By Leslie Yager
It was as recently as July that Kate Truesdell was having a tricky time planning the sequence of events.
Would the baby arrive first? Or would construction of Greenwich Dance Studio’s permanent home in Cos Cob be completed first? Turns out the baby arrived first.
On August 22nd, at 3:43am, Tapley Brooks Carpentieri arrived just in the nick of time.
The dance studio, fashioned from the re-purposed Callahan Bros Movers warehouse, was completed on Sept. 15.
“I got the certificate of occupancy on Sept. 15 at 9:00am, and opened for business that same day as planned,” Truesdell said. That was critical timing, because, as she recalled, “There was no plan B.”
“It was like a wedding,” Truesdell said of her opening day. “People were sending flowers and champagne. All from the students’ families.”
In fact, Truesdell recalled that while recovering in the hospital, she fielded phone calls from contractors. “I got a call that the toilet handles were on the wrong sides and was on the phone ordering a replacements,” she said. Then, when she left Greenwich Hospital with baby Tapley, Truesdell said they stopped Greenwich Dance Studio before they went home.
With almost two full weeks of operation under her belt, Truesdell said both studios A and B, foyer, boutique, plus lounge with live monitors of the pick-up and drop-off lane are a hive of activity.
And, said Truesdell, the girls are loving the extra large changing stations and the “bun room.”
For the unfamiliar, the bun room is a designated hair prep station. In fact, the Greenwich Dance Studio sells “buns of steel” kits with some serious elastics and bobby pins.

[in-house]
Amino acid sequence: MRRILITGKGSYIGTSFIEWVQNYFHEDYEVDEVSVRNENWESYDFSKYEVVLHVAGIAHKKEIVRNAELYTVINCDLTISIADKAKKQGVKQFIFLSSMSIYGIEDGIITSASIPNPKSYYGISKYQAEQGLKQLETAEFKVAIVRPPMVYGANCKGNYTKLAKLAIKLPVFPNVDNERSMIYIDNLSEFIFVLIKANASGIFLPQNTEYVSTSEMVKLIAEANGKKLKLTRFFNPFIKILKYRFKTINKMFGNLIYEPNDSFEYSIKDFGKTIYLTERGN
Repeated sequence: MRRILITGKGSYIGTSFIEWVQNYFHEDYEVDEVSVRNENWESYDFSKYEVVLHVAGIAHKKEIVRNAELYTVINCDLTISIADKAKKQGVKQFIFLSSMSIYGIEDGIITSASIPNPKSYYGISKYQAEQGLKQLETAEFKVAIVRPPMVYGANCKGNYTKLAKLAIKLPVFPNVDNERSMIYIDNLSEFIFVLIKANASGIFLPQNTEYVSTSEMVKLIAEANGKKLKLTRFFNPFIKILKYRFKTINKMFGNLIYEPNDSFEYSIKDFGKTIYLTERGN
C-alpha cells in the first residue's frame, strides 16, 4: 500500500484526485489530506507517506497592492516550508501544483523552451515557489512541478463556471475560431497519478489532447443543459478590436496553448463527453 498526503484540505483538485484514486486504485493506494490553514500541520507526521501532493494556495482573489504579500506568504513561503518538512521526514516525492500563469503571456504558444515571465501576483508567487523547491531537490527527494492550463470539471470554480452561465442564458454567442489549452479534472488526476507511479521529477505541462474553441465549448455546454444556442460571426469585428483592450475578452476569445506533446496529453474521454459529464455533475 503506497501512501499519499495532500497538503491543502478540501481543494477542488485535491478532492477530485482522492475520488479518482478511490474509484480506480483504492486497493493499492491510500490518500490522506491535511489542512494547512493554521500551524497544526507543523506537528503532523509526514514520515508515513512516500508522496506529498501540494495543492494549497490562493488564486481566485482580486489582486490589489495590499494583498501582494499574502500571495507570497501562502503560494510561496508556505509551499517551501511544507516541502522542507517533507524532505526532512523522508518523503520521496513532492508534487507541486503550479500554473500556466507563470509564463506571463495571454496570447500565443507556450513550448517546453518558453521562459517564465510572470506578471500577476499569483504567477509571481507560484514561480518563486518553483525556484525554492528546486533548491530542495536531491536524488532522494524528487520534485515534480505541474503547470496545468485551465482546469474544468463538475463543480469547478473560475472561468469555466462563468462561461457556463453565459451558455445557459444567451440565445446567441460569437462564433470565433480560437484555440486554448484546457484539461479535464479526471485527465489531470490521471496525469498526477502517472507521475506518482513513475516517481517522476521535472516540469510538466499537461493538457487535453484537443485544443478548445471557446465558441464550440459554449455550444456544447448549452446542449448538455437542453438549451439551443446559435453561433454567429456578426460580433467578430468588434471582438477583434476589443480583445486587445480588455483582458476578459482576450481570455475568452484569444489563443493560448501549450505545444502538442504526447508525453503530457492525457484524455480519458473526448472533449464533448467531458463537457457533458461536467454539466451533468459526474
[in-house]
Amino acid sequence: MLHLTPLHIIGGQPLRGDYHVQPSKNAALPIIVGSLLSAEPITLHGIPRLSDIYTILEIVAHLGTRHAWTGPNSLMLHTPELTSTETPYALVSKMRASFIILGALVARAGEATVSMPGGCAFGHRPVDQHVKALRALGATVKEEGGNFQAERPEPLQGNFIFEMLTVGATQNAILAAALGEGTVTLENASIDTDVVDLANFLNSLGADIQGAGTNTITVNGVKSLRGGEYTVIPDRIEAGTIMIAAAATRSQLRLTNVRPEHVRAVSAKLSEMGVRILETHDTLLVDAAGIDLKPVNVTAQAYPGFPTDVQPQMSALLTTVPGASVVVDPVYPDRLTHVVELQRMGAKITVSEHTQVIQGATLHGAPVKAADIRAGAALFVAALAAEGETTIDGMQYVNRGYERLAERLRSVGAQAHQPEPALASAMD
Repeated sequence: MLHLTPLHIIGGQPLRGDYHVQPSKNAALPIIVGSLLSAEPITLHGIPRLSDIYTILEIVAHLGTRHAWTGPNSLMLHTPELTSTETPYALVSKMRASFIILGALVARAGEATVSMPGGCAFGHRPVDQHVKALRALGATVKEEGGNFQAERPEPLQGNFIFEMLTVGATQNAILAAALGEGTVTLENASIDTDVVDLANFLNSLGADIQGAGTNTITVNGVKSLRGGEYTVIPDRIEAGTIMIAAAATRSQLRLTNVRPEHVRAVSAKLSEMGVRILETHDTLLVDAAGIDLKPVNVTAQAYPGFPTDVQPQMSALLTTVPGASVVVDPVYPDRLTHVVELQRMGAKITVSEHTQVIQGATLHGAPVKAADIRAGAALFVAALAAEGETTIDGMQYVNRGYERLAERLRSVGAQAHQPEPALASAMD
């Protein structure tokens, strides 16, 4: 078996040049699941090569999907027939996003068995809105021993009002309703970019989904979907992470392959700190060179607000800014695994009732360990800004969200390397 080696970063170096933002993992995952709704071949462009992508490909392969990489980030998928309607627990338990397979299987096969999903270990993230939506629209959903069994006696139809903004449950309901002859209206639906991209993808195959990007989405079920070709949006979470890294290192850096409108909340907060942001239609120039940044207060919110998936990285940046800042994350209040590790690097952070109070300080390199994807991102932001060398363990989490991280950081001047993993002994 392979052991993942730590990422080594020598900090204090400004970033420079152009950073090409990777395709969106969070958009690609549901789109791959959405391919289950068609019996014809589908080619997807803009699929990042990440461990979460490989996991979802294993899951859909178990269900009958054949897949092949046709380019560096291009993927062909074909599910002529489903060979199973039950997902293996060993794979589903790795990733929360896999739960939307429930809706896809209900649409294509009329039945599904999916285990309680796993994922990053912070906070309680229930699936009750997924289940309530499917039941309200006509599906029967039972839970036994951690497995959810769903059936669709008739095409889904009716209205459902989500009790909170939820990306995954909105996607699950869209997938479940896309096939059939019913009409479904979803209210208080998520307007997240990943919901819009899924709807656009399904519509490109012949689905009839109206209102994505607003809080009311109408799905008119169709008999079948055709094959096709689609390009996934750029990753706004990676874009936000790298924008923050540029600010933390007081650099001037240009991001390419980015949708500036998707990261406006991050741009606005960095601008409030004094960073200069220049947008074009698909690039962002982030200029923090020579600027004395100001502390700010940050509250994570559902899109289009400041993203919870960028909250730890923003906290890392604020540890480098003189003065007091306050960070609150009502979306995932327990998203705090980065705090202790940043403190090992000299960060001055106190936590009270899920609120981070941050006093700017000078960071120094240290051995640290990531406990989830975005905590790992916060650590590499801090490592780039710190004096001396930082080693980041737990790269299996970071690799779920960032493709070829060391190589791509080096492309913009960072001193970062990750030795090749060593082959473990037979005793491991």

No ballerina wants her bun to unravel in mid spin.
Truesdell said the littlest dancers are really getting a kick out of the observation windows into the big kids’ dance classes, which, she said, give them something to aspire to.
Truesdell said that neighbors have wandered in to introduce themselves and ask for tours. “One elderly woman from Cross Lane used a walker and stopped in for a look around. She just loved it,” she said. “The neighbors have all been very welcoming.”
“Everything is so walkable here in Cos Cob. The girls, and especially their mothers, love to head over to Green & Tonic,” she said, mentioning that Cai Pandolfino, co-owner with husband Jeffrey, is an old friend.
“Cai’s father was Dr. Boldt, a family dentist. She and Jeffrey even asked us for copies of our class schedules because so many people were asking,” Truesdell said of the Pandolfinos.
“While their daughter is dancing they can do a quick errand over at the window treatment store or head to Fjord Fish Market, and soon the Greenwich Cheese Store,” she said.
Waiting Lists Purgatory
Although part of the reason Truesdell sought a permanent home for her dance studio in the first place was to accommodate her waiting lists, she says the additional classes have filled quickly, especially among girls age 10-12, which she described as “bursting at the seams.”
In the meantime, Kate has her satellite studio on the Stamford line, Greenwich Dance Studio Petite, which accommodates overflow.
“A lot of our current students are adding classes, so the sections fill quickly,” Truesdell said of her perennial waiting lists. Other than the challenge of accommodating the burgeoning dance roster, the operation is running smoothly.
Drop-off and pick-up have been running smoothly. Truesdell has set up a TV monitor where girls can see their ride pull up, and scurry across the hall to the exit. Also, studio staff and older dancers help escort students outside to awaiting parents.
After enduring an eight year search for a permanent home for her dance studio, then supervising a major construction project while pregnant with baby Tapley — the third for Kate and husband Frank Carpentieri of Garden Catering fame — Truesdell is on top of her game.
The before and after images are telling, yes. But even more so considering the gap in time was just two months. For example, the sprung floor is comprised of 3,600 foam blocks.